When I look at all the different photos services out there, there are 4 main capabilities I want…
- A great experience for viewing and sharing my new photos with friends and family. I’m not really into sharing my photos for the world to see.
- An easy way to find and enjoy photos from the past.
- A backup of the photos I care about most. I can get this elsewhere, but then that is another task I have to set up and manage.
- A rich developer platform. I am biased here because I am a developer. However you should care about this even if you aren’t. You will benefit from the creativity of the worldwide developer community finding new ways for you to enjoy your photos that your chosen photo service hasn’t though of, or perhaps hasn’t done a very good job at.
Sharing New Photos
So how about those new photos on Facebook? How is it? In my opinion it is the best at serving the purpose of sharing my photos with friends and family because it is where the highest concentration of those people come together on the internet. Of course your audience may be on Twitter, Instagram, Flickr, or somewhere else. What matters is that you put your photos where you audience is going to see them. Beyond that, all sorts of shortcomings become visible. The max resolution of photos on Facebook is a paltry 2048×2048. I mentioned this in my blog post on choosing a photo service. TVs and monitors are exceeding those dimensions far more often now.
It isn’t too uncommon for me or a friend to want to know which camera they used to take a photo. On Facebook we have to ask the question because Facebook strips all metadata in the photo when you upload it. All the nitty gritty details about the camera, lens, settings, etc is perhaps not a huge loss for family and friend photo sharing. However for the more hard core photo communities of public photo sharing, these are essential pieces of information about a photo you expect to be able to see.
Google+ Photo With Location
Personally, I like to share the location of my photos. It is a richer experience for those viewing the photos and it is also nice for me when I want to look at old photos and perhaps I forgot where the photo was taken. My phone has the location stored in the photo. However when you upload the photo to Facebook, in order to make the location visible to everyone on Facebook, I have to set the location explicitly in the Facebook UI. This is an unnecessary hurdle when eliminating as many clicks and taps as possible is essential to retain users attention. Google+ on the other hand shows me a little map next to a photo (along with all the other metadata in my photo) and allows me to remove the location altogether, or to share the location for all the photos in the album. I don’t have to search and select a location from another set of UI.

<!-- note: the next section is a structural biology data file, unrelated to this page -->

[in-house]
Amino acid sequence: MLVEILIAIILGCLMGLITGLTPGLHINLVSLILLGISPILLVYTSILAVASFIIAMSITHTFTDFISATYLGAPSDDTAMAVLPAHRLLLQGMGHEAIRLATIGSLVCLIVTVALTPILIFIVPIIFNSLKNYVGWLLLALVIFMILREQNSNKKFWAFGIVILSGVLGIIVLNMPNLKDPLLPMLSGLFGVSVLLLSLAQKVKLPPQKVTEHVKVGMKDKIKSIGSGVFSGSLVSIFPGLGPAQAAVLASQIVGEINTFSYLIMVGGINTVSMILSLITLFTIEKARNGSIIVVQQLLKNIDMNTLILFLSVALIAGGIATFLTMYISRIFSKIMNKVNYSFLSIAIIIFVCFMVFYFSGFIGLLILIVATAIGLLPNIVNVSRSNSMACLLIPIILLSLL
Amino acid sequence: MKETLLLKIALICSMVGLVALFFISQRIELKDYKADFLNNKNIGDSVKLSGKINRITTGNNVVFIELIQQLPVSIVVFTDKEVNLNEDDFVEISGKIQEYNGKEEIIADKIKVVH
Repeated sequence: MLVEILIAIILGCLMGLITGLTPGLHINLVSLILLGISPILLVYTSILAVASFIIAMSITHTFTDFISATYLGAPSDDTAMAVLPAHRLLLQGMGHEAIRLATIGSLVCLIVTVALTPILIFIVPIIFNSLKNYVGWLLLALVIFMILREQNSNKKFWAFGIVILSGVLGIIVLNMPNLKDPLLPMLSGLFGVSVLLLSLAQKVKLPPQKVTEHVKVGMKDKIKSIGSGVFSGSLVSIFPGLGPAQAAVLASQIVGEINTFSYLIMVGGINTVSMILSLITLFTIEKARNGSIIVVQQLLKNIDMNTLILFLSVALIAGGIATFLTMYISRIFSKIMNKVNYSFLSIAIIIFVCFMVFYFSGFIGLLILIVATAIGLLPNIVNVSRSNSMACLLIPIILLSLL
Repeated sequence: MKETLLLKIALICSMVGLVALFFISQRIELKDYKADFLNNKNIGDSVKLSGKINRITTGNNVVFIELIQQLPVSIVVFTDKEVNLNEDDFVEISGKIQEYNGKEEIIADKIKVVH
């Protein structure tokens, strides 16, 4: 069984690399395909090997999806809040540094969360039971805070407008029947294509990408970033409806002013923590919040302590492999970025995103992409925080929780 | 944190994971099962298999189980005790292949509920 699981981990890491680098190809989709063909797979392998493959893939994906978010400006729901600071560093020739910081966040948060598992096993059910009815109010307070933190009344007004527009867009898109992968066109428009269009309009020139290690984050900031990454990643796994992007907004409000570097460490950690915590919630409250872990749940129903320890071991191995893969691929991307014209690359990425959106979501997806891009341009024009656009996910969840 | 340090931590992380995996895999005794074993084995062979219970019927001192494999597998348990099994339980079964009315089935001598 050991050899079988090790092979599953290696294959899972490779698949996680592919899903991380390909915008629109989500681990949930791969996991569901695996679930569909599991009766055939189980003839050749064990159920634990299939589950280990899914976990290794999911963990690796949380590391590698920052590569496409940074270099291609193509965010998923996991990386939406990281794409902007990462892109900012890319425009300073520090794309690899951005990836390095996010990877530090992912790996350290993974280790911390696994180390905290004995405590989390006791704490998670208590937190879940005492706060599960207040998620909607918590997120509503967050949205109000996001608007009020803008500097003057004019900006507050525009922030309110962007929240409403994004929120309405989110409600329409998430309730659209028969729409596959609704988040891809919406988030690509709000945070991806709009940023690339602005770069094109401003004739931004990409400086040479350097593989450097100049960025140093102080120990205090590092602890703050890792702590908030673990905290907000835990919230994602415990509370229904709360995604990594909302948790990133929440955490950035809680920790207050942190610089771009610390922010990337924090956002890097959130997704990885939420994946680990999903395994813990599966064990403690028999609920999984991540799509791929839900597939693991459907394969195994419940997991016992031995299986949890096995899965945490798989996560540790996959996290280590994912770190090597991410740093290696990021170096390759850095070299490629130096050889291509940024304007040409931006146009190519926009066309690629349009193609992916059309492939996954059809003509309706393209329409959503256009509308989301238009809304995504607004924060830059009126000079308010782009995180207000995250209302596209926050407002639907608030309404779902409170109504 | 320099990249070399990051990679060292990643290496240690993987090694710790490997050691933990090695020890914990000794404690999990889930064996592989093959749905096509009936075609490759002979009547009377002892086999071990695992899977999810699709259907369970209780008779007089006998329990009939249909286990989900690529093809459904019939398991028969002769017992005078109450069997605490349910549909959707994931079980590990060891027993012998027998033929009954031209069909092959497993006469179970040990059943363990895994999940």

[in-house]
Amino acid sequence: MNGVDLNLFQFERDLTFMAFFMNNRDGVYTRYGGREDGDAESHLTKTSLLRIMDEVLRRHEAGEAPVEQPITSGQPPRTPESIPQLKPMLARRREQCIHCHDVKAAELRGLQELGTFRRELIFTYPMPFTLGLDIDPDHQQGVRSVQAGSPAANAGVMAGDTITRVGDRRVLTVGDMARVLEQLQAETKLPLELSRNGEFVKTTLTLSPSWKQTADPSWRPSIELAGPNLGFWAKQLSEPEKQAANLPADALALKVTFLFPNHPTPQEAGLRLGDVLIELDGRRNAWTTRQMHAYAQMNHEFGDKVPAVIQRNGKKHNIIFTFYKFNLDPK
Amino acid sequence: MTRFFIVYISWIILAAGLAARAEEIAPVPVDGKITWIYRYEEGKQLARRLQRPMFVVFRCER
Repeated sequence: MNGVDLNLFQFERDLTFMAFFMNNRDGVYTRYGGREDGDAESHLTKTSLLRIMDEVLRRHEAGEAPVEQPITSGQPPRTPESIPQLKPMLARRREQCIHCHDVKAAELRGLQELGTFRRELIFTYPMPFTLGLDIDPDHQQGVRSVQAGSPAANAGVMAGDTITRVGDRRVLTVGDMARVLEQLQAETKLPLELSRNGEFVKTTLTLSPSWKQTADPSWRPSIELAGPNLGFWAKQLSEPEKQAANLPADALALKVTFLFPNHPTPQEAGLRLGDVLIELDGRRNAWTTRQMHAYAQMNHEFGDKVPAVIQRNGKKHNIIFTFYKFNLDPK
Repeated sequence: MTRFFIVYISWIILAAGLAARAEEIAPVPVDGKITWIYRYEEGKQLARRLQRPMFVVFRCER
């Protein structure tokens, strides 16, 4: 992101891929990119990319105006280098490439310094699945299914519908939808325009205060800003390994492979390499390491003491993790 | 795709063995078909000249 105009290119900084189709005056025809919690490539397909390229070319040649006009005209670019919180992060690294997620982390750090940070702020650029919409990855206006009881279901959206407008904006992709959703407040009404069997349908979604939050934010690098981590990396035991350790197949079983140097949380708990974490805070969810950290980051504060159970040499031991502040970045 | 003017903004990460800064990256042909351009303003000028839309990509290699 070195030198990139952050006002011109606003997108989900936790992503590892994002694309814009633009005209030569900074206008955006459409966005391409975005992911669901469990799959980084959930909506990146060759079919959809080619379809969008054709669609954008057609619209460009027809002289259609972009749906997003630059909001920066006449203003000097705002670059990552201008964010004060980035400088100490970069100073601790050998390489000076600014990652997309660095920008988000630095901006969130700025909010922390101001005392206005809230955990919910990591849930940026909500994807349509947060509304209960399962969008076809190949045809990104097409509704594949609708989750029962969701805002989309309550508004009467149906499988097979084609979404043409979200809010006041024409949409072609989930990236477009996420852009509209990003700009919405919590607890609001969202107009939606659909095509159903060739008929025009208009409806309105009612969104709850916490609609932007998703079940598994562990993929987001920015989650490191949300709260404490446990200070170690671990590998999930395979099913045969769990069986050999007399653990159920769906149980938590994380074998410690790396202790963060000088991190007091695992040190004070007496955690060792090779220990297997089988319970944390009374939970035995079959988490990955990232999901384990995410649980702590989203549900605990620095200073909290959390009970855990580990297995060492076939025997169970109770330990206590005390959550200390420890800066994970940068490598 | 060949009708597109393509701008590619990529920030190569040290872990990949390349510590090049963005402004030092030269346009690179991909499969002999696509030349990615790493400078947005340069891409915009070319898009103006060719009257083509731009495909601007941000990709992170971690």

Facebook has a not too discoverable feature called shared photo albums. The gist of it is a photo album, that you invite other people to add their photos to. So for example, we spent a weekend with a few other families and I wanted to easily access all the photos from everyone that weekend. I created a shared album and invited them to it. One family added their photos, the other didn’t. For the photos that were added, great! The problem is, people are busy, miss things, can’t figure out how to use feature sometimes, etc. The real opportunity here is not to create another feature where people have to actively manage their photos more. Facebook knows who was there that weekend because we all either posted photos to Facebook or were tagged in photos posted by others there that weekend AND they all have location information in them. A great photo experience would be something akin to Google Stories where Facebook sees that everyone is probably at the same event/activity and suggests to us that we have a combined view of all our photos that we can all see with one click.
If you are tired of reading, know that in this area, Facebook gets an F-, 0%, complete failure in my opinion.
My anniversary was a couple months ago. I wanted to go on Facebook and find photos from our wedding weekend posted by me and friends. There are really 5 main variables at play here in this scenario to help me find the relevant photos. Album, time, location, people’s photos, people tagged in photos.
Not everyone made an album of their photos from that weekend. Most are just uploaded to the default Mobile Uploads or some other generic album. Even if they all did put in an album, there is no way for me to search all my friends photo albums. I would need to go to each of their profile pages. This is consistent across all aspects of photos, I can’t search for anything, it is all browsing. Most of the browsing is not at all optimized to be efficient. Lets say I was religious about creating albums and I uploaded all my photos to Facebook, there would be hundreds of them. Browsing for a specific album in their UI would be horrendously slow.